17 injured, including 10 LAPD officers, in detonation of illegal fireworks seized in South L.A.

California

Officials on Thursday are investigating what went wrong when what was meant to be a controlled detonation of fireworks by the Los Angeles Police Department ended in a major explosion that injured 17 people in a South Los Angeles neighborhood.

The blast came around 7:30 p.m. Wednesday in the 700 block of East 27th Street, where police had spent the day seizing a large cache of fireworks from a home. They came across about 40 homemade “coke can-sized” devices with powder and fuses on them, and 200 smaller similar devices. The bomb squad determined them to be “very volatile.”

“That’s why it was decided to really blow that stuff up here in place, in a controlled manner,” LAPD Lt. Raul Jovel said Thursday during a news briefing. The crew loaded what is believed to be less than ten pounds of the destructive material onto a commercial grade semi-truck with an iron chamber with a venting system.

But what came next was “completely unexpected,” the lieutenant said.

“During that controlled detonation, we had catastrophic failure of one of our trucks,” he added.

The blast shook the neighborhood, overturning a nearby vehicle, shattering glass and damaging homes as it sent a large plume of smoke up in the air. Sky5 was overhead and captured the explosion.

“Something happened in that containment vehicle that should not have happened. And we don’t know why, but we intend to find out why,” LAPD Chief Michel Moore said at a news conference following the blast.

Of the 17 people injured, ten are LAPD officers, one is an agent from the Bureau of Alcohol, Tobacco, Firearms and Explosives and the six others are civilian.

According to the Los Angeles Fire Department, the worst of the injuries were among civilians, who were a 60-year-old man, 85-year-old woman and 51-year-old woman with moderate injuries. The rest suffered minor injuries.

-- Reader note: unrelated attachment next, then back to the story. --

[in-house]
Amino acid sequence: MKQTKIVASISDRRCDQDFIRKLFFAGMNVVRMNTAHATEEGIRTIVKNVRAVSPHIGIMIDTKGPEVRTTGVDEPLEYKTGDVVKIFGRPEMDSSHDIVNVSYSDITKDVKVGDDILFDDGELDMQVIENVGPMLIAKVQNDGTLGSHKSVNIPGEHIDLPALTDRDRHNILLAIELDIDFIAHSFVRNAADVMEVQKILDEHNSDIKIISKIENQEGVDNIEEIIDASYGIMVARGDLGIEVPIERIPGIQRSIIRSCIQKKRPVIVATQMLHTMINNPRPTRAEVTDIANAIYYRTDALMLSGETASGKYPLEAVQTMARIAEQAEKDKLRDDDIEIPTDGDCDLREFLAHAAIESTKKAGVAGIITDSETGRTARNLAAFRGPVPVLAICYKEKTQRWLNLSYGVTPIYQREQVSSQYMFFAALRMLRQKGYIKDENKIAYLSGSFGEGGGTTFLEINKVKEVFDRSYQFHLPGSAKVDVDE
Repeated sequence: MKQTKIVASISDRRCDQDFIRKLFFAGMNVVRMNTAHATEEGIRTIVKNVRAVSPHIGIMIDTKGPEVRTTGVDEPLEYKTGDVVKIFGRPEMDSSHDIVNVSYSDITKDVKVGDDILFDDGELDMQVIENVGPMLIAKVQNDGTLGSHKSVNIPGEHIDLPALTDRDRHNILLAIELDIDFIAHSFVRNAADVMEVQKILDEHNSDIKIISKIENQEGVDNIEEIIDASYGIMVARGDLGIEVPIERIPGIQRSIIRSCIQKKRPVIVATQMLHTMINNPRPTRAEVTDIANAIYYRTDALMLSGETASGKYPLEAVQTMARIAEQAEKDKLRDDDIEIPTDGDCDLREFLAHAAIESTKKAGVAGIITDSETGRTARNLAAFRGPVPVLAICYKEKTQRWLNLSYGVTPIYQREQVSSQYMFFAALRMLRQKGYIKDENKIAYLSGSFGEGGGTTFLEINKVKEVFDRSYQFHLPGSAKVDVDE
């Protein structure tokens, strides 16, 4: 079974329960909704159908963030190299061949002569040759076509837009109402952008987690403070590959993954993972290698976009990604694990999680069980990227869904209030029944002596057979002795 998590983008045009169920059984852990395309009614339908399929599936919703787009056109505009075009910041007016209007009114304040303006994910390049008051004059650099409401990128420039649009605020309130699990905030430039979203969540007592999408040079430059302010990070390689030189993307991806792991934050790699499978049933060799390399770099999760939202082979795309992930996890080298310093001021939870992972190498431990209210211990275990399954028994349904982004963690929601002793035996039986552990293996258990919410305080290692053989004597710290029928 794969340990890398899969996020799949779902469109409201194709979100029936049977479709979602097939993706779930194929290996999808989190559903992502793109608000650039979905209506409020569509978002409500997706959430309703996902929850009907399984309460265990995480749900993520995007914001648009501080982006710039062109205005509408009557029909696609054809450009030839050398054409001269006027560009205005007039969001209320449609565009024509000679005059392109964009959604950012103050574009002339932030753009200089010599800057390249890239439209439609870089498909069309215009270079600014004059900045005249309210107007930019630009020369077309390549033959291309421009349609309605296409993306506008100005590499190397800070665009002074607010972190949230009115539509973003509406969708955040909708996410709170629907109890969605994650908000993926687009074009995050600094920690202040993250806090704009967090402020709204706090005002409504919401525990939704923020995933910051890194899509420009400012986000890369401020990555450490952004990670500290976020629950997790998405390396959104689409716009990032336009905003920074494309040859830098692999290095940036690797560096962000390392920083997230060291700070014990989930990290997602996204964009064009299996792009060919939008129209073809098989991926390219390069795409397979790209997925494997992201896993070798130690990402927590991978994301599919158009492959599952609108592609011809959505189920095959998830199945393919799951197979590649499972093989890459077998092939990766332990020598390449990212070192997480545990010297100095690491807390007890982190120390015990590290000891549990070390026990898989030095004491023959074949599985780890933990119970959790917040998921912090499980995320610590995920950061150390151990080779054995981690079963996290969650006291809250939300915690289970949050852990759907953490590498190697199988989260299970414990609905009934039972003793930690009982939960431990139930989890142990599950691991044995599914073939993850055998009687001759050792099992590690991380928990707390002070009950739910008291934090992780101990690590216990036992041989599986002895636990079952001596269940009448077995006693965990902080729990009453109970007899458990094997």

Several residents were evacuated from their homes, and police spent the night combing through the neighborhood to make sure there weren’t any hazards scattered in the area.

Jovel said protocols were followed during the detonation of the devices, and the team is trained and used to the practice.

“Our bomb techs deal with is quite on a regular basis — and particularly as we get close to the Fourth of July,” he said. “In fact, just a few days ago, they dealt with a similar incident where they also detonated a few these similar devices.”

The officers were called to the home around 8:40 a.m. that day after someone reported that there were fireworks being kept at the home.

They walked into the house to find about 5,000 pounds of fireworks stacked in boxes, totaling eight to 10 feet high in the back of the house and patio, according to the Police Department.

Investigators believe the explosive material was bought from out of state, and transported to South L.A. to be resold to community members, according to the police chief.

Arturo Cejas, a 27-year-old man in the home, was taken into custody, and he faces charges related to possession of a destructive device, LAPD said. He may also face additional charges because there was a 10-year-old in the home where the fireworks were being kept.

The explosion Wednesday rocked the neighborhood.

“I didn’t think it was a firework. It sounded more like an earthquake,” said one South L.A. resident, who asked only to be identified as Kenri. “I’ve never felt a firework like that, it never shakes the whole house.”

Neighbor Maria Velsaquez was told to leave her home for a couple hours before Wednesday’s detonation, but was still displaced late Thursday morning. 

“They said it was only going to be an hour and a half to two hours, and they didn’t even tell us it was going to be an explosion or anything,” Velsaquez said. “They said it was gonna sound like a thump.”

The police chief said officers knocked on nearby residents’ doors to evacuate the area surrounding the truck ahead of the detonation.

“I can’t really blame it on LAPD or anything, but they’re professionals. They should have done this in a vacant lot,” Velsaquez said.

L.A. City Councilman Curren Price had similar thoughts.

“One of the main questions that myself and my constituents want to know is why this happened in a densely populated residential area?” the councilman said in a statement

Police said the explosion will be investigated over the course of the coming days. Federal investigators are expected to arrive at the scene later Thursday.

“The Chief of Police has requested ATF to conduct a very thorough investigation to determine exactly what happened,” Jovel said.

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